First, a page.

Tetanus is also known as lockjaw. It is mainly characterized by muscle spasms. It is caused by infection of Clostridium tetani, an anaerobic bacterium. Tetanus is often associated with rust, especially rusty nails or other objects. Rust itself does not cause tetanus nor does it contain more C. tetani bacteria but, the rough surface of rusty metal provides a prime habitat for C. tetani endospores to reside and the nail affords a means to puncture skin and deliver endospores deep within the body at the site of the wound. Tetanus affects voluntary as well as non-voluntary muscles. Spasms may be so severe that bone fractures may occur. The tetanus toxin initially binds to peripheral nerve terminals. It is then transported within the axons and across synaptic junctions until it reaches the central nervous system. There it becomes fixed to gangliosides at the presynaptic inhibitory motor nerve endings, and is taken up into the axon by endocytosis. The effect of the toxin blocks the release of inhibitory neurotransmitters glycine and gamma-aminobutyric acid (GABA) across the synaptic cleft thereby causing the generalized muscular spasms, which is characteristic of tetanus. The toxin appears to act by selective cleavage of a protein component of synaptic vesicles, synaptobrevin II, and this prevents the release of neurotransmitters by the cells. Tetanus can be prevented by vaccination with tetanus toxoid. However, antibiotic treatment is required if person is not immunized by vaccine. Tetanus often begins with mild spasms in the jaw muscles known as lockjaw or trismus. Back muscle spasms often cause arching, called opisthotonos. Sometime it may affect muscles that help with breathing. Mortality rates of tetanus are high and are not limited to developing countries only [64-69].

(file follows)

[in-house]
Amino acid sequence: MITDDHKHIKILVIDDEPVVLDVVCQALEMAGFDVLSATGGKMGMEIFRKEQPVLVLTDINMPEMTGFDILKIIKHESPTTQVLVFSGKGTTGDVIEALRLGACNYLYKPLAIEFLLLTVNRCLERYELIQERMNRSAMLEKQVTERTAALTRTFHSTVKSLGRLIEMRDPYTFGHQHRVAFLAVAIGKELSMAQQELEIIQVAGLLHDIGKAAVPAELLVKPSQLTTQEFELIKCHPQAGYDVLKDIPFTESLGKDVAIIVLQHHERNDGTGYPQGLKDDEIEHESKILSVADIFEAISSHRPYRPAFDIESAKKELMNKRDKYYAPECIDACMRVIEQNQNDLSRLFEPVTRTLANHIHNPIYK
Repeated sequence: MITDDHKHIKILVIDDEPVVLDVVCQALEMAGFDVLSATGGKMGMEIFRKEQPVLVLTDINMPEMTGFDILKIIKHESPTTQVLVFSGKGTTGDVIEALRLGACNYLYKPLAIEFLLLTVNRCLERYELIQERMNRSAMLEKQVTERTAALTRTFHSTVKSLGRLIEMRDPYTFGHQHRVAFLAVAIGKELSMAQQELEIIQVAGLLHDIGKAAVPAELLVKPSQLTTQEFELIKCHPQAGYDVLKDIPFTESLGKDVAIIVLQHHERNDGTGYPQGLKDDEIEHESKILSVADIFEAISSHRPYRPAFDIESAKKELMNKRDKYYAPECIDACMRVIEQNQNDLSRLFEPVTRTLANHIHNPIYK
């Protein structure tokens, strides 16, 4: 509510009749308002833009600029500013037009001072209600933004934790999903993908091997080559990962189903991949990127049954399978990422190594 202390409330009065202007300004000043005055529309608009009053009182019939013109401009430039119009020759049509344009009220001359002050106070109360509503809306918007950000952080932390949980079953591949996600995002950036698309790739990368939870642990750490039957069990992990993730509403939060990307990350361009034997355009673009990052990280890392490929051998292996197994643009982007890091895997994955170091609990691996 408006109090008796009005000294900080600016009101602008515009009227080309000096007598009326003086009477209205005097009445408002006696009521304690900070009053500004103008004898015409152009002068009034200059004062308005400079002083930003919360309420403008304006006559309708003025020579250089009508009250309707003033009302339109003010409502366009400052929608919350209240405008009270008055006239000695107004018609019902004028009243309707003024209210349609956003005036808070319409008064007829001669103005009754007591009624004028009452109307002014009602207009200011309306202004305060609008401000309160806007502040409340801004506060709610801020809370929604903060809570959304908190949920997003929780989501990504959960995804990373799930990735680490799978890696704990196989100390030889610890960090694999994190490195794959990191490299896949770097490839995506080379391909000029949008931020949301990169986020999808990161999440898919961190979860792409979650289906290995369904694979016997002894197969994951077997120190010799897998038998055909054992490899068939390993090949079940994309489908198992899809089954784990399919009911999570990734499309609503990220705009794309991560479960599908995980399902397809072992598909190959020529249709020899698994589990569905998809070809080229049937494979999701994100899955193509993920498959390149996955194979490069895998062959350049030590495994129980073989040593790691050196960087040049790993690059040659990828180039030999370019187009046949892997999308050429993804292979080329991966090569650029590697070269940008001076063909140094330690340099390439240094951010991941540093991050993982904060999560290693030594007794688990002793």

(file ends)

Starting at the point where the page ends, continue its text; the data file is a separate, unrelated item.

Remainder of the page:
Tuberculosis generally worldwide known as TB is a fatal bacterial infection. This disease is a result of various strains of mycobacterium which attacks the lungs and weakens the immune system.

The bacteria causing tuberculosis is transmitted generally through air and remains inactive in most of the people throughout the life. If immune system gets weaken like in HIV the chances of these bacteria getting activated and causing disease are more [70-76].

Because of these germs inactive form people with these germs mostly do not show any kind of symptoms. As person start aging or his/her immune system starts weaken leads to latent infection.

In 1950’s TB was a wide spread which was eliminated with the help of antibiotics. As time passed this strains started developing resistance against antibiotics. As of 2011 scientist have developed a new vaccine namely bacillus Calmette-Guérin. This vaccine is mostly effective on children and widely used across the world to vaccinate the children’s